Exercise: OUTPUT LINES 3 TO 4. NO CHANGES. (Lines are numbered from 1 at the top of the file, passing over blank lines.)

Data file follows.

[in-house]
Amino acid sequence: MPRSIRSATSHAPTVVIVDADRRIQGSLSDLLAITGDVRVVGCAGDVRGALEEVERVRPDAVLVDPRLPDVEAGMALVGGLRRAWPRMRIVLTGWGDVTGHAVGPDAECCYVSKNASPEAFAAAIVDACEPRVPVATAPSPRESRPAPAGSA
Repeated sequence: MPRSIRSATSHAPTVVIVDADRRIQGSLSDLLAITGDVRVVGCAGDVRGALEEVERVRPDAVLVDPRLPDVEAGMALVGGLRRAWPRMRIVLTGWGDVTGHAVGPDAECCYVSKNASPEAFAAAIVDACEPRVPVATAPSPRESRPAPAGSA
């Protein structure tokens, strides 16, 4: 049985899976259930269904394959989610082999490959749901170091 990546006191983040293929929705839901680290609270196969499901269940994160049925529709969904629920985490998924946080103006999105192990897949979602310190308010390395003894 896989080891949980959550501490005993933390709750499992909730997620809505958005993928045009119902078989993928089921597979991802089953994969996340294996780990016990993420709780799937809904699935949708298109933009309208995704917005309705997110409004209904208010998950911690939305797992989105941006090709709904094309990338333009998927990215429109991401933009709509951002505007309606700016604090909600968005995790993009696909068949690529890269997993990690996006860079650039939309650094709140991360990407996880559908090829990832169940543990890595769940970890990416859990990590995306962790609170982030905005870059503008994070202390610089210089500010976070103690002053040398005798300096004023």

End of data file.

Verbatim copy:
Repeated sequence: MPRSIRSATSHAPTVVIVDADRRIQGSLSDLLAITGDVRVVGCAGDVRGALEEVERVRPDAVLVDPRLPDVEAGMALVGGLRRAWPRMRIVLTGWGDVTGHAVGPDAECCYVSKNASPEAFAAAIVDACEPRVPVATAPSPRESRPAPAGSA
């Protein structure tokens, strides 16, 4: 049985899976259930269904394959989610082999490959749901170091 990546006191983040293929929705839901680290609270196969499901269940994160049925529709969904629920985490998924946080103006999105192990897949979602310190308010390395003894 896989080891949980959550501490005993933390709750499992909730997620809505958005993928045009119902078989993928089921597979991802089953994969996340294996780990016990993420709780799937809904699935949708298109933009309208995704917005309705997110409004209904208010998950911690939305797992989105941006090709709904094309990338333009998927990215429109991401933009709509951002505007309606700016604090909600968005995790993009696909068949690529890269997993990690996006860079650039939309650094709140991360990407996880559908090829990832169940543990890595769940970890990416859990990590995306962790609170982030905005870059503008994070202390610089210089500010976070103690002053040398005798300096004023």